FIG. 2 is a fragmentary perspective view of the braid exiting a die through which it is being drawn to change its cross section from circular to rectangular;
FIG. 3 is a perspective view of a mandrel about which the deformed braid is coiled with one end and its retainer shown as unsecured, and also showing cutter wheels employed to sever the braid after heat treatment to form the desired arch wires;
FIG. 4 is a cross sectional view of the mandrel with the braided wire coiled thereabout and showing the cutter wheels cutting the arch wire adjacent the midpoint of the elongate axis of the mandrel;
FIG. 5 is a plan view of an orthodontic arch wire produced in accordance with the present invention, and drawn to an enlarged scale relative to FIGS. 3 and 4; and
FIG. 6 is a graphic presentation of the force generated by the arch wire of the present invention and one of a stainless steel alloy over a range of deflections.
Turning first to FIG. 1, there it can be seen that eight strands 10 of wire having a circular cross section are being formed into a braid 12 of circular cross section in a conventional braiding machine (not illustrated).
In FIG. 2, the circular braid 12 formed in FIG. 1 is being pulled through a die 14 which has a passage 16 configured to deform the braid 12 of circular cross section into a braid 18 of rectangular cross section as illustrated.
Following deformation into rectangular cross section, the braid 18 is coiled about a oval mandrel 20 and the ends thereof are secured in retainer elements 22. For convenience, the rotary cutting discs 24 which are used to cut the braid 18 into arch wires following heat treatment are also illustrated in this figure, and their motion across the center of the elongate axis of the mandrel is indicated by the broken lines 26.
The cutting of the coiled braid produces a pair of arch wires 28 of arcuate configuration from each wrap formed on the mandrel, as seen in FIG. 5.
As seen in FIG. 6, the arch wires produced in accordance with the present invention generate a substantially constant force over a relatively wide useful range of deflection in contrast with the great variation in force provided by the widely employed braided stainless steel arch wires.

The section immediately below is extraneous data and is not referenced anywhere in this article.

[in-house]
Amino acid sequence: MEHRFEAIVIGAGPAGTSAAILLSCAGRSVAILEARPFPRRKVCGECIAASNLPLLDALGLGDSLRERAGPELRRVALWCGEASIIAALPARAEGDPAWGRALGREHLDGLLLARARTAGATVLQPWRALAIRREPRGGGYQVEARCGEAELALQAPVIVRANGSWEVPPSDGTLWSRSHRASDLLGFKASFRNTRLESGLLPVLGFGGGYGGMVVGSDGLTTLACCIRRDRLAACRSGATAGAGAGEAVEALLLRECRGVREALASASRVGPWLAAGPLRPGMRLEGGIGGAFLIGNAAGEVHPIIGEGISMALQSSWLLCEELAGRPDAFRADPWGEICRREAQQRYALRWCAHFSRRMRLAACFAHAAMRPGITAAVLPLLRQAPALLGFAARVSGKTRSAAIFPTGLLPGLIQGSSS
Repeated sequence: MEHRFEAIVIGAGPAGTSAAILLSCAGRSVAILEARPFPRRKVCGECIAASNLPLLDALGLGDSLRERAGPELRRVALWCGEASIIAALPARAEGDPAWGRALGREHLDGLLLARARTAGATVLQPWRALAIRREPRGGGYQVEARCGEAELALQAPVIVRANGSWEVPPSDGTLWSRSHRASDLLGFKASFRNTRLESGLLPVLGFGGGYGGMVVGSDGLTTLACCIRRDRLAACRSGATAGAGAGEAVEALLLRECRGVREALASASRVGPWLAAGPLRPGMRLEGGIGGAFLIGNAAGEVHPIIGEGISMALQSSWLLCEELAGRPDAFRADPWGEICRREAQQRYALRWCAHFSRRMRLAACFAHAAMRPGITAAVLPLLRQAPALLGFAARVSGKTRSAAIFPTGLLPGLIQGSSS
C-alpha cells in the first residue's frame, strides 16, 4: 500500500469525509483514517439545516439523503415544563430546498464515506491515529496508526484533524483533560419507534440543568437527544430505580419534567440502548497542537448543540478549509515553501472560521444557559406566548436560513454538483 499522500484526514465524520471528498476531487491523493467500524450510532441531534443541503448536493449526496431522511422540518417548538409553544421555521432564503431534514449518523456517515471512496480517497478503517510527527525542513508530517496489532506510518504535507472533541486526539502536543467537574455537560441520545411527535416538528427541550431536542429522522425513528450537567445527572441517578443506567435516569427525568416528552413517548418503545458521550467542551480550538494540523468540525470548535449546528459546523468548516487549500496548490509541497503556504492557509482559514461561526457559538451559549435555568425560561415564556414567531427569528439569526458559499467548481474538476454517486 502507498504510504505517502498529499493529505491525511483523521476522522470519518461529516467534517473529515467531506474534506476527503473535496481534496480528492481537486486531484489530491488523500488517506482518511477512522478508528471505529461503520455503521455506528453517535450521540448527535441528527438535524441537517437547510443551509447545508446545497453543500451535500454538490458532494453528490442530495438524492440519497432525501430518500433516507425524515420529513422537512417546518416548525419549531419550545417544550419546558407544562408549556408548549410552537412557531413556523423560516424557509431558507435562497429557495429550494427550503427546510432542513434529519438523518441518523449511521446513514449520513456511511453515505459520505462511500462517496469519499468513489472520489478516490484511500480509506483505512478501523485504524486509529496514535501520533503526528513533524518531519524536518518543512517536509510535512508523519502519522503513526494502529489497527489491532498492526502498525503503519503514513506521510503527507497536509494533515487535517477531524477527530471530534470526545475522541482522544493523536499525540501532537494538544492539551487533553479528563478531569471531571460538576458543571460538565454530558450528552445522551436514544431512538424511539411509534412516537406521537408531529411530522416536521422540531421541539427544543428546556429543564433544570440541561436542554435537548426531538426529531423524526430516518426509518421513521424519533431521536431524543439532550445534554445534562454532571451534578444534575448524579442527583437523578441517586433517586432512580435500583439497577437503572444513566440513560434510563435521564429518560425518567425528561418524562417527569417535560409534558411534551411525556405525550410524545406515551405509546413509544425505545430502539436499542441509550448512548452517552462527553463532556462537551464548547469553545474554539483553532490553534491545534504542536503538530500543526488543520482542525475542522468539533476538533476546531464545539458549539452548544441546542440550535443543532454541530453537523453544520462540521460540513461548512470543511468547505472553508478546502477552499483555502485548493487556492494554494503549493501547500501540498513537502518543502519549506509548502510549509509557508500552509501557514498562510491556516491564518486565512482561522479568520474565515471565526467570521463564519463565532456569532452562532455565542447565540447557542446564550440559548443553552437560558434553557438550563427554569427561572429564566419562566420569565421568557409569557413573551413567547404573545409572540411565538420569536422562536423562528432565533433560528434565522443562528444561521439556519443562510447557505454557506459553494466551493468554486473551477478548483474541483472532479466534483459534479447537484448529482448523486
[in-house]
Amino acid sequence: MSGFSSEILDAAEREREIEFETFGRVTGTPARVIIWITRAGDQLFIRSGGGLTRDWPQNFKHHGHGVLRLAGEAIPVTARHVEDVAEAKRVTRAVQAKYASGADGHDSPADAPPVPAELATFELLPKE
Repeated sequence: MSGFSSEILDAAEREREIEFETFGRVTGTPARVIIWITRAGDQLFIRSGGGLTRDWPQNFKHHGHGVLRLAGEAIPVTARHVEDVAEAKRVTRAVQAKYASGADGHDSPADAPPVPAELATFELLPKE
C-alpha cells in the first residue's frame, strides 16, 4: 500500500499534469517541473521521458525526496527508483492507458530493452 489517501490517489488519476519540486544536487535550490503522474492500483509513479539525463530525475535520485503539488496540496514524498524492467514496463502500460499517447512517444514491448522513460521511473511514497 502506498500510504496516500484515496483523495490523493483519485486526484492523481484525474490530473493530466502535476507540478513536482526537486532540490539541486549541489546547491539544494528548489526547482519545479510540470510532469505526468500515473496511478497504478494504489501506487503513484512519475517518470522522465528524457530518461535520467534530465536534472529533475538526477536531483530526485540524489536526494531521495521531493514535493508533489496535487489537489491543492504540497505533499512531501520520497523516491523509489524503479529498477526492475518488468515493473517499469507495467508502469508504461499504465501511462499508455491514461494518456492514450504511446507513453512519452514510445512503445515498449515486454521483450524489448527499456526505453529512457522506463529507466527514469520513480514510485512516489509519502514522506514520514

Nickel/titanium alloy, having a nominal composition of 55% nickel and 45% titanium has been reported to have excellent resilience, very little tendency to creep, a high degree of biocompatability, and high corrosion resistance. As a result, such alloys have been recommended for medical and dental applications.
By using eight to ten strands of relatively narrow cross section to form a braided structure, a tough, highly resilient braid is obtained. Generally, braids employing eight strands are preferable for the present invention with nine strands being a somewhat less desirable alternative.
To achieve a braided structure which may be handled readily and firmly secured in the orthodontic appliances, the braid is deformed from the circular form in which it is initially created by suitable forming equipment to produce a braid of rectangular cross section. This can be accomplished by roll forming the braid between pairs of cooperating rolls, or by drawing the braid through a die with a passage of suitable configuration to gradually alter the cross section from circular to the desired rectangular form. Although the braid may have a square cross section, generally it is desirable to have a rectangular form in which one transverse dimension side is elongated.
Preferably, the braid is preheated by passing it through a furnace temperature of 900-1000° F. at a rate of about 10-12 feet/minutes, to reduce the energy needed to effect the movement through the forming apparatus.
Following deformation into the rectangular cross section, the braid is wound about a mandrel or other suitable fixture defining the desired contour for the arch wires. As will be appreciated, use of an oval mandrel configured to provide the desired arch wire configuration at both ends of its elongate axis eliminates waste and allows a pair of arch wires to be formed from each wrap on the mandrel by cutting the wrapped wire intermediate the length of the elongated axis, as is illustrated in the attached drawings. As will be appreciated, the radius used to define the arcuate ends will vary for top and bottom arch wires.
To set the braid into the desired configuration defined by the mandrel, the wire on the mandrel is subjected to heat treatment. In this heat treatment, the wire is held at a temperature of about 580-600° C. for a period of about 1-3 minutes following which it is rapidly quenched. Generally the preferred temperature and time for heat treatment is 540° C. and 2 minutes.